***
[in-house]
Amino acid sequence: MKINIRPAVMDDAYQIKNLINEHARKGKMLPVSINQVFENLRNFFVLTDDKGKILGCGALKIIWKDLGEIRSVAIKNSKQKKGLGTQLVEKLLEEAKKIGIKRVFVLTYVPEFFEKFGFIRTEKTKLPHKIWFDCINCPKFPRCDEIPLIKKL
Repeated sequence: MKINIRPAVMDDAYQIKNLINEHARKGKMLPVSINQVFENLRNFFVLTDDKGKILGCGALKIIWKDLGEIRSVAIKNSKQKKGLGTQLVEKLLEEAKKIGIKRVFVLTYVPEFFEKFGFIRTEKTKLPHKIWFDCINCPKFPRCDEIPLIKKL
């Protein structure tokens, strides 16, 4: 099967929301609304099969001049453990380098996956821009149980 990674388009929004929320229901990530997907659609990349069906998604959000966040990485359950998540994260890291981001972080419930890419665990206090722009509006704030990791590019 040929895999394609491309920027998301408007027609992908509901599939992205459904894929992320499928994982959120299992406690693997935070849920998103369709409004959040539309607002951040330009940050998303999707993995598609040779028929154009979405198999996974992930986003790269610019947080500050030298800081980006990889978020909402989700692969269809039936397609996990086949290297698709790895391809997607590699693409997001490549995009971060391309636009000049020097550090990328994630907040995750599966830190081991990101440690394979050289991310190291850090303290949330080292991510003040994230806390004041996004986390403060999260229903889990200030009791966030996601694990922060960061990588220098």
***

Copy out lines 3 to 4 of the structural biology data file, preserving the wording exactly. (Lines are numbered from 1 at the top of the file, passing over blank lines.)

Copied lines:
Repeated sequence: MKINIRPAVMDDAYQIKNLINEHARKGKMLPVSINQVFENLRNFFVLTDDKGKILGCGALKIIWKDLGEIRSVAIKNSKQKKGLGTQLVEKLLEEAKKIGIKRVFVLTYVPEFFEKFGFIRTEKTKLPHKIWFDCINCPKFPRCDEIPLIKKL
């Protein structure tokens, strides 16, 4: 099967929301609304099969001049453990380098996956821009149980 990674388009929004929320229901990530997907659609990349069906998604959000966040990485359950998540994260890291981001972080419930890419665990206090722009509006704030990791590019 040929895999394609491309920027998301408007027609992908509901599939992205459904894929992320499928994982959120299992406690693997935070849920998103369709409004959040539309607002951040330009940050998303999707993995598609040779028929154009979405198999996974992930986003790269610019947080500050030298800081980006990889978020909402989700692969269809039936397609996990086949290297698709790895391809997607590699693409997001490549995009971060391309636009000049020097550090990328994630907040995750599966830190081991990101440690394979050289991310190291850090303290949330080292991510003040994230806390004041996004986390403060999260229903889990200030009791966030996601694990922060960061990588220098």